February 9, 2021
On Monday, February 8, India Prime Minister Narendra Modi and U.S. President Joe Biden spoke to each other in their first official phone call, and discussed collaborating on the global fight against COVID-19, combating climate change, and upholding democracies, including in Myanmar. Modi, the 12th world leader to receive a phone call from Biden, tweeted later that the two leaders “reiterated our firm commitment to the Indo-US strategic partnership.”
Following four years of close relations between Modi and former U.S. president Donald Trump, what is included in an “Indo-U.S. strategic partnership” has been up for debate. During their overlapping tenures, Trump and Modi traveled with great fanfare on their respective diplomatic visits and promoted country-first policies: the Howdy, Modi! convention in Houston in September 2019 drew crowds of 50,000. February 2020’s corresponding event, Namaste Trump, in Ahmedabad, Gujarat (Modi’s home state), had Trump exclaiming, “America loves India, respects India...India gives hope to all of humanity” to a crowd of 125,000 Modi supporters.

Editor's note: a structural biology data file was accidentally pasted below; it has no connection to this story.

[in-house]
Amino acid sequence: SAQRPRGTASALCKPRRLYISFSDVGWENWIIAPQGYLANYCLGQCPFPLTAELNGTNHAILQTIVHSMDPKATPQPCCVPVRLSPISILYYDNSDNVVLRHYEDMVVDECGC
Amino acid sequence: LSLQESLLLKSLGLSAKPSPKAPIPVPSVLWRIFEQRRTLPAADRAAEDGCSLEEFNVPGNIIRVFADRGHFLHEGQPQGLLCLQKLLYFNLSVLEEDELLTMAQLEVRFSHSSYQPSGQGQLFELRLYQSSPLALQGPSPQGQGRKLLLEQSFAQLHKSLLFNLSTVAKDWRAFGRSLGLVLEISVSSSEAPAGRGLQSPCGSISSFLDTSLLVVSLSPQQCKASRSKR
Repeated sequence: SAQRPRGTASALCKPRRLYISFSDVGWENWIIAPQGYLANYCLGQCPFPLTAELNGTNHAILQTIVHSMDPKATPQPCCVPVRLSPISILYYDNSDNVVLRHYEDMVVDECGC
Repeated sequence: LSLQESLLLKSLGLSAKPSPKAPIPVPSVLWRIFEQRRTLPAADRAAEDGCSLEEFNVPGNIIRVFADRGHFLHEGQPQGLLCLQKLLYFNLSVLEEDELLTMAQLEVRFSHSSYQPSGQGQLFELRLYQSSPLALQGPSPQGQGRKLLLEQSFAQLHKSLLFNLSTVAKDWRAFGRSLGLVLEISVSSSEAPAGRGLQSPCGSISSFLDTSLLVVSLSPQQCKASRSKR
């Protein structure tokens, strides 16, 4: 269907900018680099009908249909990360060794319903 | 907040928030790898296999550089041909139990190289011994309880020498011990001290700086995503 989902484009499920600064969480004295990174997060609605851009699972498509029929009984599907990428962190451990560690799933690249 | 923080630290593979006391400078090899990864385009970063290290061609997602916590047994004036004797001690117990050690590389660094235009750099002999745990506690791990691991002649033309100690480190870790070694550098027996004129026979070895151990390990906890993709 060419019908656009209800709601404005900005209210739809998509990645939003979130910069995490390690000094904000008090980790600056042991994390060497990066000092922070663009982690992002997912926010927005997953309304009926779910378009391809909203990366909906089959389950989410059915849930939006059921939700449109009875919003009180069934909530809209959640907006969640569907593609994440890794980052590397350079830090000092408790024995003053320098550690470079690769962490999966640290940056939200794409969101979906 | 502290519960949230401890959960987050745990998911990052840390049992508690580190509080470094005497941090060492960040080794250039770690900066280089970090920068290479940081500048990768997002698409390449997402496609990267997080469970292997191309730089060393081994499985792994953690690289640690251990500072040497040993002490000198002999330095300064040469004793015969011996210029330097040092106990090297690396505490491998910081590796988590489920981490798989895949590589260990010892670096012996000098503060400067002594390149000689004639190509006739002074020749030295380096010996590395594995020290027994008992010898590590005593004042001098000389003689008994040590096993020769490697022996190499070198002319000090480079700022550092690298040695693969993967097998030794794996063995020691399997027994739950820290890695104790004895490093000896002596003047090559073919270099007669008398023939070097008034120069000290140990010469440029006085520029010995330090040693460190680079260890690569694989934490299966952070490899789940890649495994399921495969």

Conversations about long-distance nationalism have often accompanied these rallies. “Modi has made the Indian American diaspora central to his foreign policy,” said Milan Vaishnav, Director of the South Asia Program at the Carnegie Endowment for International Peace. “For the past couple of years, we have been in conversation about the beliefs and attitudes of the community, and the election was an impetus for getting this [report] done.” Vaishnav — along with Sumitra Badrinathan, a PhD candidate at the University of Pennsylvania, and Devesh Kapur, a professor of South Asian Studies at the Johns Hopkins School of Advanced International Studies (SAIS) — is a co-author of a new report, “How do Indian Americans View India?”